This hitchhiking Canadian robot is looking for a lift
- Blog Post by: Katie Humphrey
- July 29, 2014 - 12:54 PM
We've all been told not to pick up hitchhikers. But what about a hitchhiking robot?
HitchBOT, a talking, tweeting robot with limbs made from pool noodles and bright yellow galoshes is thumbing its way across Canada this summer. The robot started its journey in Halifax, Nova Scotia, on July 27 and hopes to eventually arrive in Victoria, British Columbia.
Researchers from Ryerson University and McMaster University built the sociable robot as a collaborative art project to explore human-robot interaction and to test artificial intelligence, speech recognition and processing technologies.
"Usually, we are concerned with whether we can trust robots. This project asks: can robots trust human beings?" said Frauke Zeller, an assistant professor in the School of Professional Communication at Ryerson University.
So far, it seems to be going well. The researchers told CTV News that hitchBOT was on the road for "all of two minutes" before some campers headed for a national park in New Brunswick scooped it up for the first leg of the journey.
Anyone who stops to give hitchBOT a ride will find that the robot, described as "about as tall as a six year old," is a chatty companion, yet polite enough to ask permission before snapping photos of what it can see. HitchBOT's body (made from a plastic beer pail) is wrapped in solar panels, but the robot may also ask to be plugged in to the car's cigarette lighter for charging. A plastic cake saver protects the LED lights of hitchBOT's face.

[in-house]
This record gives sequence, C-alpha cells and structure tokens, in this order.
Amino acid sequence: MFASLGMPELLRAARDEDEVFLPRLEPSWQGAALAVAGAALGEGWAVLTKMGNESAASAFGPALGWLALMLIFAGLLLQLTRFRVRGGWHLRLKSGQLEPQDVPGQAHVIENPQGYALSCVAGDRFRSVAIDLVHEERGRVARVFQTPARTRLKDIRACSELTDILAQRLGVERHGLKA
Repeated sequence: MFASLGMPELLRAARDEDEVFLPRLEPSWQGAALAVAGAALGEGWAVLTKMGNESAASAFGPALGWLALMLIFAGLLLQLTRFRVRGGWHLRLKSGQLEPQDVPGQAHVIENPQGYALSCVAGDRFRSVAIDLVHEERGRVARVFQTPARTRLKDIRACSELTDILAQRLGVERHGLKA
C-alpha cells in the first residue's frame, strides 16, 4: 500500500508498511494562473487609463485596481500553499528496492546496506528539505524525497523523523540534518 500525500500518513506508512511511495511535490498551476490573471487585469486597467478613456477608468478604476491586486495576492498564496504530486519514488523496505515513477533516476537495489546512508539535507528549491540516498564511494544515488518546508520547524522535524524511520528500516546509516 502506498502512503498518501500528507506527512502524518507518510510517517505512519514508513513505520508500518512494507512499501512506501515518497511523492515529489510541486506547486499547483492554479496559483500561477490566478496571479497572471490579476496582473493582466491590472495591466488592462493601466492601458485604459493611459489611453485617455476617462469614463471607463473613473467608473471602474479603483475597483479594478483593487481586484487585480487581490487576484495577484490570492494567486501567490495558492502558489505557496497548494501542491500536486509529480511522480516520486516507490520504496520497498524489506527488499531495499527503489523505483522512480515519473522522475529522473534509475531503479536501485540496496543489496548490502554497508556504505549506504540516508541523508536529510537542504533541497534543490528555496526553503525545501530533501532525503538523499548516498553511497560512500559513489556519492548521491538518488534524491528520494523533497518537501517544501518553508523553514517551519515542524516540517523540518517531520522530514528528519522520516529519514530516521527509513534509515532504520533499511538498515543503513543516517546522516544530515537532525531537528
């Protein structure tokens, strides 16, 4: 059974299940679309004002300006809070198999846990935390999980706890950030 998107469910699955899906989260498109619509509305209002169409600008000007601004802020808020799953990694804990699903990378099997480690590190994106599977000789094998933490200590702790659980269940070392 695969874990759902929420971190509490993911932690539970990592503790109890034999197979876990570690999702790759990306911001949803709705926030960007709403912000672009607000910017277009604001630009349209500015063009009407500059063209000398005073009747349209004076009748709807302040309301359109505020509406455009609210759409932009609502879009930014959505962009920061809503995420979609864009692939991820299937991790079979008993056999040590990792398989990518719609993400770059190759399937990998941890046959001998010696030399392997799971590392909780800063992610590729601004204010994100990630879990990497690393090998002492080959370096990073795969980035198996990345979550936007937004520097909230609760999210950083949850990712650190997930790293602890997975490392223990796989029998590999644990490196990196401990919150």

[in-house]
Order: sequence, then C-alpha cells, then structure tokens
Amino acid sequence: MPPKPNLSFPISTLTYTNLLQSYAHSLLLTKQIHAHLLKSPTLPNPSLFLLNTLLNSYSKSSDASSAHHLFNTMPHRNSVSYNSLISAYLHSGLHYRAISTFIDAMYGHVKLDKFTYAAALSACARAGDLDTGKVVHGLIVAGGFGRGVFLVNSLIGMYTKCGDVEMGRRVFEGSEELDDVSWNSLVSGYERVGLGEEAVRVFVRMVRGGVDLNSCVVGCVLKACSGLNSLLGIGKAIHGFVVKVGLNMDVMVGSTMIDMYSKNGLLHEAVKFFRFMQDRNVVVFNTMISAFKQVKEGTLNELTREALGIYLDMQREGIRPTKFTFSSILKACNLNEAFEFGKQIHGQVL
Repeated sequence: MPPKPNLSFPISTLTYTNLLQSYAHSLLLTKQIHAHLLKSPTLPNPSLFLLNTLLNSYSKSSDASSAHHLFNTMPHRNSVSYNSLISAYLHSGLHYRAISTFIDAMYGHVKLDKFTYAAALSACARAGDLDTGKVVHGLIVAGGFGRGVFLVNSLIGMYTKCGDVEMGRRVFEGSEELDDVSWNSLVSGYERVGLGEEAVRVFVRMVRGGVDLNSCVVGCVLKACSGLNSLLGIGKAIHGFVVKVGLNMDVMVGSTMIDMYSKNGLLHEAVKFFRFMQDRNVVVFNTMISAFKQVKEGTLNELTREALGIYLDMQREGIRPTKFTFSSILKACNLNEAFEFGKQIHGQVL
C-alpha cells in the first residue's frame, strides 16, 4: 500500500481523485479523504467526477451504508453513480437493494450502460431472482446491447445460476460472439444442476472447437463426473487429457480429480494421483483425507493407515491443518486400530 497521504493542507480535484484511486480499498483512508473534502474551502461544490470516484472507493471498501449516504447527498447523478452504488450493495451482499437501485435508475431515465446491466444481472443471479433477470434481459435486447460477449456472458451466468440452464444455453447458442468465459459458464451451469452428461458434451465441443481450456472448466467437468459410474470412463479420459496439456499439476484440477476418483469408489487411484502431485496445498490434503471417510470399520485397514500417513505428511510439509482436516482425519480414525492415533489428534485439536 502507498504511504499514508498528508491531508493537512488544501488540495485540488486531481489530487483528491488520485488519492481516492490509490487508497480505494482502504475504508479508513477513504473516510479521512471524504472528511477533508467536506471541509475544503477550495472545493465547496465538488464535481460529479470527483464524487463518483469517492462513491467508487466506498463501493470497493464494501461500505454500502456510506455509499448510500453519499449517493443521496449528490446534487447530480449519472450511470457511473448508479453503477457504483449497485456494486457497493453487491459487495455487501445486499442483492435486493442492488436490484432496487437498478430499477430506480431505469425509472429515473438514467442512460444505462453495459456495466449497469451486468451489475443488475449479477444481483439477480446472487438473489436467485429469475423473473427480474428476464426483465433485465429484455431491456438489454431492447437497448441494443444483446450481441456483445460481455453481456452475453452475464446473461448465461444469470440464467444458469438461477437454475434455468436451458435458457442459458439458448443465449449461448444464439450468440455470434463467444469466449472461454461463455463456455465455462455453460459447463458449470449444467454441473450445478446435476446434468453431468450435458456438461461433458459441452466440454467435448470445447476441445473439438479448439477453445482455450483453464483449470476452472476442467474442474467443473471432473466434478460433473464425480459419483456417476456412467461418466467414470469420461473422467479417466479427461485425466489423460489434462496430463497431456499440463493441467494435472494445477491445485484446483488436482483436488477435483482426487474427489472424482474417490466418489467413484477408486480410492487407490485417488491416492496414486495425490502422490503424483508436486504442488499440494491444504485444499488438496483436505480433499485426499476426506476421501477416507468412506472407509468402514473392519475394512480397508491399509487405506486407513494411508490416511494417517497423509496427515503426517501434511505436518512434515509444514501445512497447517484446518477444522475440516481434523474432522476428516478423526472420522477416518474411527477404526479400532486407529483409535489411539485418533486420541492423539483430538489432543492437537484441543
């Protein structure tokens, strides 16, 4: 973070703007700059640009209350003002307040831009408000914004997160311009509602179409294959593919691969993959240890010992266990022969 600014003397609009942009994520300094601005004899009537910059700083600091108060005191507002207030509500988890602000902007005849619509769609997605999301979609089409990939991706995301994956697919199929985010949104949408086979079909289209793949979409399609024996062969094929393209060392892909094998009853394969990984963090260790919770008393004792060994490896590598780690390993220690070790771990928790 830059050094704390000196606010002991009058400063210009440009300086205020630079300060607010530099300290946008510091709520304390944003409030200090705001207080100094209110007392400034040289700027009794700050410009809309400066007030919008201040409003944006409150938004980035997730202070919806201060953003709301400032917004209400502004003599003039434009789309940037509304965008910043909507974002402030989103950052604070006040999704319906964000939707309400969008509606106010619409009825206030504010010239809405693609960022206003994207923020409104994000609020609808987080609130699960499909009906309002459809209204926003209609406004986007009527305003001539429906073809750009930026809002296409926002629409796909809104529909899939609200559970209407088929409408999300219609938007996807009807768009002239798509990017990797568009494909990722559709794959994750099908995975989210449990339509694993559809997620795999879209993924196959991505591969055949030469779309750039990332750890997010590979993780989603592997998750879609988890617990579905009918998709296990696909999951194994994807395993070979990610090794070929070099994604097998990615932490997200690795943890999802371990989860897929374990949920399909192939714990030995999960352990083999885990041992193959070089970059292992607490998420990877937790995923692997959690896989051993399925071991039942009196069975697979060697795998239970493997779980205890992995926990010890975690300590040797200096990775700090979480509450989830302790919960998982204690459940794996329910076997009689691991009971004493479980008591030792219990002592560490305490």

Fans can follow along with the journey on hitchBOT's website, where a map shows its location and posts from the robot show some personality. For instance: "Simply put, I am a free-spirited robot who wants to explore Canada and meet new friends along the way. I am an avid instagrammer and tweeter. On my downtime, I can appreciate a good game of trivia and would never pass up any opportunities to bake desserts."
Researchers say there's no timetable for hitchBOT's journey west. But they told CTV News that they're hoping the robot catches multiple shorter rides -- and maybe has some fun along the way.
Good luck, little robot!
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